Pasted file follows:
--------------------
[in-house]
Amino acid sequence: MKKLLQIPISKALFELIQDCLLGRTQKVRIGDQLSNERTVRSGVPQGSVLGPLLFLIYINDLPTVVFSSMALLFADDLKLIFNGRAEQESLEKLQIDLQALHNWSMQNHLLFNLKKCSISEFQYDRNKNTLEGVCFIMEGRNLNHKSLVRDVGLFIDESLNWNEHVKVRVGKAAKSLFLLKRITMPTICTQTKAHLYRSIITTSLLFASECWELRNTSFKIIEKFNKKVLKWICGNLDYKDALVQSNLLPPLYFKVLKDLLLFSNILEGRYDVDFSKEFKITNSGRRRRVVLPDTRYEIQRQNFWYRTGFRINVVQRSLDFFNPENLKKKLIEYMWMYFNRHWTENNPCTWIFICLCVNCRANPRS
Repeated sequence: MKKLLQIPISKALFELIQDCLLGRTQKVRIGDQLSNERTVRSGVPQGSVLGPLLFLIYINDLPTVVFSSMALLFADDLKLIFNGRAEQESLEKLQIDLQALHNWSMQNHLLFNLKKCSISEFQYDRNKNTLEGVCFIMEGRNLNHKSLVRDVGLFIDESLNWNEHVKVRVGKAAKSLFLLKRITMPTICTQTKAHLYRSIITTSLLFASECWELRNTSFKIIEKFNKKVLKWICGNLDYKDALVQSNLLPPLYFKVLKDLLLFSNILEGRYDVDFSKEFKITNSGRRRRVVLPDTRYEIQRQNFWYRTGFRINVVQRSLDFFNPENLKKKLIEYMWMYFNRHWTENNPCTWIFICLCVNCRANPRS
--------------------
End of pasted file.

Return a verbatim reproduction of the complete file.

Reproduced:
[in-house]
Amino acid sequence: MKKLLQIPISKALFELIQDCLLGRTQKVRIGDQLSNERTVRSGVPQGSVLGPLLFLIYINDLPTVVFSSMALLFADDLKLIFNGRAEQESLEKLQIDLQALHNWSMQNHLLFNLKKCSISEFQYDRNKNTLEGVCFIMEGRNLNHKSLVRDVGLFIDESLNWNEHVKVRVGKAAKSLFLLKRITMPTICTQTKAHLYRSIITTSLLFASECWELRNTSFKIIEKFNKKVLKWICGNLDYKDALVQSNLLPPLYFKVLKDLLLFSNILEGRYDVDFSKEFKITNSGRRRRVVLPDTRYEIQRQNFWYRTGFRINVVQRSLDFFNPENLKKKLIEYMWMYFNRHWTENNPCTWIFICLCVNCRANPRS
Repeated sequence: MKKLLQIPISKALFELIQDCLLGRTQKVRIGDQLSNERTVRSGVPQGSVLGPLLFLIYINDLPTVVFSSMALLFADDLKLIFNGRAEQESLEKLQIDLQALHNWSMQNHLLFNLKKCSISEFQYDRNKNTLEGVCFIMEGRNLNHKSLVRDVGLFIDESLNWNEHVKVRVGKAAKSLFLLKRITMPTICTQTKAHLYRSIITTSLLFASECWELRNTSFKIIEKFNKKVLKWICGNLDYKDALVQSNLLPPLYFKVLKDLLLFSNILEGRYDVDFSKEFKITNSGRRRRVVLPDTRYEIQRQNFWYRTGFRINVVQRSLDFFNPENLKKKLIEYMWMYFNRHWTENNPCTWIFICLCVNCRANPRS